How to Stew Anything

Stewing can be the best way to make something good out of foods that don't do too well with other cooking methods. The long, slow cooking tenderizes tough cuts of meat, and it's a good one-dish meal. It's also easy to make, a great way to use up leftovers and easy to freeze and reheat. In most cases, you can do it all in one pot.

Tips:

  • If you prefer a thicker stew, make a mixture called a roux. Heat 2 tbsp. oil and 4 tbsp. flour together, stirring constantly, until the mixture turns light brown. Whisk this into the stew just before the end of the cooking time and simmer for about 15 minutes. Repeat if necessary.
  • Potatoes are indispensable in most stews. The trick is to add them after the stew has simmered for a while so that they don't overcook and disintegrate. Potatoes cut in quarters or large cubes should be added when there's about 40 minutes of cooking time remaining.
  • Poultry stews take about an hour to cook, lamb and veal stews about 90 minutes, and beef stews up to three hours. Check for doneness by removing a piece of meat and tasting it; it should be nice and tender but not mushy.
  • Stew made with vegetables only takes about 20 to 35 minutes to cook. Check such a stew constantly because, unlike meat stew, it's easy to overcook vegetable stew.
  • Tougher cuts make the best stew meat, because the slow cooking tenderizes the meat, while long stewing will actually make tender cuts tougher. Look for "stew meat" in the store. It's usually the least expensive. If using beef, cubed chuck makes the best stew.
  • Creating savory stews is a cinch with these easy to make recipes: Hearty Beef StewBo Kho (Vietnamese-Style Beef Stew) and Sancocho Stew.

Steps:

  1. Start your stew by cutting your ingredients roughly the same size so that they cook evenly. Stews are usually made up of smaller pieces of meat and vegetables so that they can be bite size and their flavors can mingle.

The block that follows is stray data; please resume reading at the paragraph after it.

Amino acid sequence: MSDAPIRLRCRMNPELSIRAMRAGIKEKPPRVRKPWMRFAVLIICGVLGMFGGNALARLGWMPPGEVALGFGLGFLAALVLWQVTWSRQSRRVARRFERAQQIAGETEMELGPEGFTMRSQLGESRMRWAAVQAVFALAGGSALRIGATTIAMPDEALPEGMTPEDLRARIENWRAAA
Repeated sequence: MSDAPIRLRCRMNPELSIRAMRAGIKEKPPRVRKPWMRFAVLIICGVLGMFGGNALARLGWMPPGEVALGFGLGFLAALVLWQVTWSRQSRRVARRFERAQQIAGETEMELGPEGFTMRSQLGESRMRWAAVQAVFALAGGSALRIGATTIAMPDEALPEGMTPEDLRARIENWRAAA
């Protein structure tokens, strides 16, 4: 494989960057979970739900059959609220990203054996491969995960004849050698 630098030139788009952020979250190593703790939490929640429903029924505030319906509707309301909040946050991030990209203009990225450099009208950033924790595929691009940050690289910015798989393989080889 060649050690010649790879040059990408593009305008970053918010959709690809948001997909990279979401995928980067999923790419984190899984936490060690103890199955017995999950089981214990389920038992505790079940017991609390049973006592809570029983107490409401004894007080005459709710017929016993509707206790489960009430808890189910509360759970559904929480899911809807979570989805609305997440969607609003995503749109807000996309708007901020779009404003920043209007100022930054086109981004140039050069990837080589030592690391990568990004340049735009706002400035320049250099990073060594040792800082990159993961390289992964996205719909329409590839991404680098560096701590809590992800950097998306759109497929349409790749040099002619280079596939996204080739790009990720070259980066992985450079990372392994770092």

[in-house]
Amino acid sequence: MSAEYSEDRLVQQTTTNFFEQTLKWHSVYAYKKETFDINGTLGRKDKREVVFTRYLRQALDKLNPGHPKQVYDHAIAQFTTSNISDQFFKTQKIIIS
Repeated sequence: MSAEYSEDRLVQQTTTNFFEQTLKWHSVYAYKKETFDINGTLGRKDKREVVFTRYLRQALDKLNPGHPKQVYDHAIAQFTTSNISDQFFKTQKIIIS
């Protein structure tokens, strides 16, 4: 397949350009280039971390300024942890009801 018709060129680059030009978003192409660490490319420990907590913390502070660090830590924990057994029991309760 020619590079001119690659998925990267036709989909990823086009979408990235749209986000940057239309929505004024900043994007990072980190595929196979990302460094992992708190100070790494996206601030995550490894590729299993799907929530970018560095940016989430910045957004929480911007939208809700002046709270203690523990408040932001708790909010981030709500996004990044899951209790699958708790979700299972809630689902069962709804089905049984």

2. Heat a large saucepan or stockpot over medium-high heat and add a few tablespoons of oil - enough so that the meat won't stick.
  3. Season the meat with salt and pepper and add it to the pan. The pan should be hot enough for the meat to sizzle. Brown the meat thoroughly, but don't cook it all the way through.
  4. Remove meat when it is browned and add your vegetables (but not potatoes just yet). Most stews use a mixture of onions, celery and carrots. Cook these for a few minutes, stirring them around, and then add a generous sprinkle of flour. This will thicken the stew as it cooks. (Add about 1 tbsp. flour for each pint of cooking liquid you will use in step 7.)
  5. Stir the flour into the vegetables and cook for a few minutes before placing the meat back in.
  6. Add herbs, such as bay leaf or thyme, if desired.
  7. Cover the stew with liquid. Most stewing liquid is water, stock, wine or a combination. Homemade stock is best, of course, but low-sodium canned stock will do. Any dry wine will work; different wines give your stew different tastes - just don't use a sweet wine.
  8. Bring the mixture to a boil, lower the heat to a simmer, and cook until the meat is done (see Tips above for approximate cooking times). Sprinkle on freshly chopped parsley or another herb that will complement your stew.

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